Werner Heinz( German-American psychologist)
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Biography Werner Heinz
Werner (Werner) Heinz (11.2.1890, Vienna - 14.5.1964, Worcester, Massachusetts) - German-American psychologist, one of the leading specialists in developmental psychology, close to his views to Mr.. Kafka.
In 1926, Mr.. in Hamburg, he was promoted to the rank of Professor in 1933. he gave guest lectures at various American universities (Michigan, 1933, Cambridge, 1936), with 1944. worked as a professor at Brooklyn, in 1947 - at Clark University in Worcester. Werner was one of the pioneers of comparative psychology of development.
In his view, the genetic approach can be applied in cases where there is any change in behavior, ie. in relative, child, differential psychology, pathopsychology and psychology of peoples. The development of all forms of life understood as the implementation of 'ortogeneticheskogo law', . whereby self-developing system passes from a state of relative fuzziness, . uncertainty and low differentiation to a state of greater clarity, . differentiation, . communication and hierarchical integration,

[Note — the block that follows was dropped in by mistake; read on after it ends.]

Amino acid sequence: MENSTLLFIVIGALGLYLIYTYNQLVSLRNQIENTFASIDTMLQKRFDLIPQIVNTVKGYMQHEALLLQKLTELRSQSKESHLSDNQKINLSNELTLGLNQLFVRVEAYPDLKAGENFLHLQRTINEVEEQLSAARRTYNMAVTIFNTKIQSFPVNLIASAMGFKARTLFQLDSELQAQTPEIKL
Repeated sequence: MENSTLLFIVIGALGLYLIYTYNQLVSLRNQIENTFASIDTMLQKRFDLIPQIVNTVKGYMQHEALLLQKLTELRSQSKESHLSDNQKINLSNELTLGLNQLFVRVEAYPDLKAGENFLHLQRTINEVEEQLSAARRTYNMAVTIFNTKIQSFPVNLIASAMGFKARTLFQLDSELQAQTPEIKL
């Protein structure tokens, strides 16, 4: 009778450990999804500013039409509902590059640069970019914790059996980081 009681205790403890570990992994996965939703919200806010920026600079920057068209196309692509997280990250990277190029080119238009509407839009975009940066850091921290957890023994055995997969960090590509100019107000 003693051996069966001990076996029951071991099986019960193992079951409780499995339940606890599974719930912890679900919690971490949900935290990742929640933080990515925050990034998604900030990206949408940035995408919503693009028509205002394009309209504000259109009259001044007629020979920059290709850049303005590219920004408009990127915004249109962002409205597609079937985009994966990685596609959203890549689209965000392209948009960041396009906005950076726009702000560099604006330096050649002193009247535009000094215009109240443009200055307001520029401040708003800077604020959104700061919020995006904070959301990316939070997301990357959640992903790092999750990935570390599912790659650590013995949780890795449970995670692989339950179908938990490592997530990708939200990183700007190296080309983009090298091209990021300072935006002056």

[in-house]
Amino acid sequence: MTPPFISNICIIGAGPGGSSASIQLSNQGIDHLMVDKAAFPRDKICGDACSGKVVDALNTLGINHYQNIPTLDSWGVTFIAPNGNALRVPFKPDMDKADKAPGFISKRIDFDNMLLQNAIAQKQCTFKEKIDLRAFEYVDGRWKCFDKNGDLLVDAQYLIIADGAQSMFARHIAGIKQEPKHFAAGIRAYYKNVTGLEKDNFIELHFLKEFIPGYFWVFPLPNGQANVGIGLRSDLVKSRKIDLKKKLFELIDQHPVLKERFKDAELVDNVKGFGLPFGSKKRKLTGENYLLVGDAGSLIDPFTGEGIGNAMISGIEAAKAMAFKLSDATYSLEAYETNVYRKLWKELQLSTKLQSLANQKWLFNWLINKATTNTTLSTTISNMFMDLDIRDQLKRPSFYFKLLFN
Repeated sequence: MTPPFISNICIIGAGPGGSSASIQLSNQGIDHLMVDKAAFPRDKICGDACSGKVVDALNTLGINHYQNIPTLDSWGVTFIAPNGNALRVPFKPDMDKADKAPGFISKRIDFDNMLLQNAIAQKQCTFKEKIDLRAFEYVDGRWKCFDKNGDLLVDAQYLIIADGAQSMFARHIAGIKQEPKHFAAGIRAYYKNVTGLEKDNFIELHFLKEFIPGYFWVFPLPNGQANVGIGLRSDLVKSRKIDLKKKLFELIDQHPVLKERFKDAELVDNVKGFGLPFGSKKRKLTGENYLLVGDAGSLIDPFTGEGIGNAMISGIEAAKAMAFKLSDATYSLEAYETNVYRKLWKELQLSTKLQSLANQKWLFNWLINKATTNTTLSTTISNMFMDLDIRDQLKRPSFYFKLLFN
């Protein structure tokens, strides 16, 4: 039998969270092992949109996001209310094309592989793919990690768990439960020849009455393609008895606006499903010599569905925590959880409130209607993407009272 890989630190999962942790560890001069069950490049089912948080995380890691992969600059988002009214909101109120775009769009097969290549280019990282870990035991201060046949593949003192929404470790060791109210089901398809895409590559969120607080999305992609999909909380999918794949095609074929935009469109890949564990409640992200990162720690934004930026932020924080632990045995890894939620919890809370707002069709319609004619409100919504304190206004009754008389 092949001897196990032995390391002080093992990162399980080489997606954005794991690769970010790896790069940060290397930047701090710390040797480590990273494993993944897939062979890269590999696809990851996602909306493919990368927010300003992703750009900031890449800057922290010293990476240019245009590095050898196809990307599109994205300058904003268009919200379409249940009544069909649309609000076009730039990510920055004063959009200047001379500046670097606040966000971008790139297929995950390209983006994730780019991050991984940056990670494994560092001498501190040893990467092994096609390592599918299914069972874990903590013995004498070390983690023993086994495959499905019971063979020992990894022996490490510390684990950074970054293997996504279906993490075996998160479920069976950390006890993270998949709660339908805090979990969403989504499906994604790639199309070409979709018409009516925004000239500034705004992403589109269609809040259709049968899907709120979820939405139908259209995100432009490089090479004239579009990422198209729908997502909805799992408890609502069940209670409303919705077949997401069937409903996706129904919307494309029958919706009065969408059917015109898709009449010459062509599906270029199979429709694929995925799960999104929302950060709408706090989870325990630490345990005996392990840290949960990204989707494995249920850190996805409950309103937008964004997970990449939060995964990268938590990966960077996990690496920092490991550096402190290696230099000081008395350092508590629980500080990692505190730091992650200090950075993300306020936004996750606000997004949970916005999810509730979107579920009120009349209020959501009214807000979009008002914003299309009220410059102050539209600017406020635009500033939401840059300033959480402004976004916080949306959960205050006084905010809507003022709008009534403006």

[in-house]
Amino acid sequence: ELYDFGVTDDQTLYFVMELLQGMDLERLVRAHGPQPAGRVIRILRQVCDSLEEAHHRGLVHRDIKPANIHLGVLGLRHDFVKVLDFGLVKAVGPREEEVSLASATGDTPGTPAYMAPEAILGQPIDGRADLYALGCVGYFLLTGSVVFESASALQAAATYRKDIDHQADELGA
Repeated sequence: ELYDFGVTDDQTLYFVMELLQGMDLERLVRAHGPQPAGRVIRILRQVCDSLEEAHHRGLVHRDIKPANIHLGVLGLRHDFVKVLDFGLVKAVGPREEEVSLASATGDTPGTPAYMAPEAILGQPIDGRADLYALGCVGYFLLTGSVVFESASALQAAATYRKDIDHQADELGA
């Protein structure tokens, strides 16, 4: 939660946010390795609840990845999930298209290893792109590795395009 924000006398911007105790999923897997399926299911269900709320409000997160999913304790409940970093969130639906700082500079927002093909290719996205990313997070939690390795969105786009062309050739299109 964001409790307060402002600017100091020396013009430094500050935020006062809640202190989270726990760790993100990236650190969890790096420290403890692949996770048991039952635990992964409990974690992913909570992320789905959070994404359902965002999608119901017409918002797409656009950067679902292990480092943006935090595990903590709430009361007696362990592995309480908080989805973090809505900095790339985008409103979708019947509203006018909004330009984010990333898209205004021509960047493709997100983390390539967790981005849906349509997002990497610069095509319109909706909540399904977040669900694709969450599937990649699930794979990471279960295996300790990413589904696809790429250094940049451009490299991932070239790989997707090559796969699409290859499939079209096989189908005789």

. Because of this, if we are talking about child development, the society appears only private force behind the deployment of the inherent limitations of the child, immanent, and psychological structures ( 'Comparative Psychology of Mental Development', NY, 1957).
. Tried to use the law in cross-cultural research, especially in studying the process of concept formation
. He believed, . in thinking as 'primitive' Rights, . representative of the traditional society, . where no written, . and a disabled person or child has a similar structural elements: the characteristic is the lack of differentiation, . syncretic thinking, . which takes place on the type of 'complex' (individual, . actually perceived and therefore often incidental signs steadfastly united in a single image, . thinking is not separated from the perception, . emotions and actions, . there is no distinction between subject and object, . used only specific ways to categorize),
. Thus, modern man, in comparison with the 'primitive', and later reached maturity, but his intellectual development continues much longer, and not stopping at the early stages.
. Werner also conducted research on development of speech perception and, in particular, studied the process of switching the orientation of children with a form of the subject at its color.